“Oh, Kyle, it’s incredible. I love it.” Noticing Kyle was dressed only in jeans and a grey sweater, she unzipped her coat and hung it on the rack near the door.
“Let’s celebrate. I have something for the occasion.” Kyle moved into the kitchenette, flipped open a window, and retrieved a bottle of champagne from the pile of snow it was chilling in. He closed the window, tossed a kitchen towel over the top, and popped the cork into it. “Excellent. The bubbles are still flowing. This has been chilling out there a while.”
She winced. “Sorry. Becca put the word out I was coming back to work, and everyone wanted to bring their pets in today. I treated six dogs, four cats, two guinea pigs, and a parrot that told me to go fuck myself.”
Kyle laughed. “Seriously?”
“Seriously. His owner runs a tavern in Carlton City and swears like a sailor. The parrot learned from the one who loves him most and apparently delights tavern-goers with his vocabulary. He’s well cared for, which is the important thing.” She winked at Kyle and accepted the drink he handed her.
“Cheers.” Kyle tapped his glass against hers.
“Cheers.” She locked eyes with him as they drank and savored the dry bubbly. Seeing Kyle like this reminded her of everything she loved about him. He carried a light within him, a childlike wonder wrapped in a sexy, rugged package that she’d never tire of.
“Oh, I forgot to show you the best part. Come.” He led her around the tree trunk to the bed, then pointed skyward. “Look up.”
She tipped her head back. “Ooooh!” A skylight recessed into the ceiling offered an impressive view of the stars and the half-moon that smiled down on them. “Goddess, you thought of everything.” For a long moment, she soaked it in, sipping her champagne and counting herself among the luckiest people in the world.
“Laina…” His voice strained with emotion. She lowered her gaze to find him kneeling on the floor behind her.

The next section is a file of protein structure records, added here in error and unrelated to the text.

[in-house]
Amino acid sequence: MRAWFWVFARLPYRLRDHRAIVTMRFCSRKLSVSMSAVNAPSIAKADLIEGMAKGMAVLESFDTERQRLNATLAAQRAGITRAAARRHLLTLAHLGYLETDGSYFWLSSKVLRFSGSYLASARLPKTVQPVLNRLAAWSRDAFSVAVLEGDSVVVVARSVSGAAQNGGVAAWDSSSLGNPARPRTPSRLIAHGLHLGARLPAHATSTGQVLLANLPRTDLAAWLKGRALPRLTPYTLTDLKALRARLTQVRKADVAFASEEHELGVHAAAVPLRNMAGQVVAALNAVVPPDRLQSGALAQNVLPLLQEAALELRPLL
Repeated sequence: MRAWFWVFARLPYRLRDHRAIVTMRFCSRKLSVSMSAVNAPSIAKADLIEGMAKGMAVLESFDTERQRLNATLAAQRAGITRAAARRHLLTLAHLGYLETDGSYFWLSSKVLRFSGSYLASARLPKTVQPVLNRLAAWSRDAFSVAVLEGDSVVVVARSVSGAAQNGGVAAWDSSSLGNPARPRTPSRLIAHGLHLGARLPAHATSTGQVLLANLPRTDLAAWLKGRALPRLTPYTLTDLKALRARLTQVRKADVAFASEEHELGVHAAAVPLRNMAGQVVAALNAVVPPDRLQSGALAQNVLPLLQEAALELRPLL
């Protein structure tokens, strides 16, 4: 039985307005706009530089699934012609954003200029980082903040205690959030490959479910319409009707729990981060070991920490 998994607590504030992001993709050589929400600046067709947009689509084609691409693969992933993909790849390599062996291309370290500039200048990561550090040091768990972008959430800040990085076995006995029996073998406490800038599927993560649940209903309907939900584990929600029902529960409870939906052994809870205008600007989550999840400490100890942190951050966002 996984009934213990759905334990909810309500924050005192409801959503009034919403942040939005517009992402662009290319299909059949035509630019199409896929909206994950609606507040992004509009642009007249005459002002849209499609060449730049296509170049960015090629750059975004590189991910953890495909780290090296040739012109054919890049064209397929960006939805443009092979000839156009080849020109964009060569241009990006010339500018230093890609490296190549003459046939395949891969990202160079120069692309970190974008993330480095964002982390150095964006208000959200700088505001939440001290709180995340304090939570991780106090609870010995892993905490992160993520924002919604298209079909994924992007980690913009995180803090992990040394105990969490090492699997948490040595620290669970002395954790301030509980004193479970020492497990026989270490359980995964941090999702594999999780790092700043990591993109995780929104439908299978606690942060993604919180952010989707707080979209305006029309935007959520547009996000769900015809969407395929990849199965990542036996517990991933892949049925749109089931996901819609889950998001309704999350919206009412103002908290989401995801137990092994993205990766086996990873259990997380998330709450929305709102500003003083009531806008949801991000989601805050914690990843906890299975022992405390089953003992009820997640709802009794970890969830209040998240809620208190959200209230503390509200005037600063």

He drew a small box from his back pocket and popped open the lid. The size of the elongated cushion-cut diamond inside made her wonder how it fit in the box! The last time she saw a diamond that size, she’d been in a museum.
Her glass slipped from her hand, and thankfully there was nothing dormant about Kyle’s shifter reflexes. He caught it before it hit the floor with his non-ring-holding hand and set it on the bedside table.
“Will you marry me, Laina? I don’t know what the future holds for us, but I know that no place is home without you.” His eyes crinkled at the corners. All she could do was stare, at the man, the ring, and the dog behind him, watching them both as if he, too, was holding his breath. Several moments passed before she realized he was waiting for her reply.
“Oh, you need me to say it,” she tittered through a slow-spreading smile. “Honestly, the answer is so obvious I wondered if I needed to. Kyle, you’re my family. You’re my pack. I’m not going anywhere without you, and I would be honored to marry you.” She held out her hand, and he slipped the ring on her finger. “Damn, good thing I’m a shifter because this thing is heavy.”
He stood from the floor, still holding her hand. “I can get you a smaller one if you prefer.”
“No, no… this will do. However, I will need to take care that it doesn’t affect the tides. And I’ll have to hire security to guard it during surgery. All problems I’m willing to face.” She beamed up at him.
His hazel eyes shone in the firelight. “It suits you.”
She wrapped her arms around his neck and pressed her body against his. “There is one problem, though.”
“What?” His lips moved deliciously close to hers, and she threaded her fingers into the back of his hair.
“All this ice has made me cold. Do you think you can warm me up?”
“That I can do.” Their mouths collided, and the world melted away, leaving only him and her and a night brimming with magic.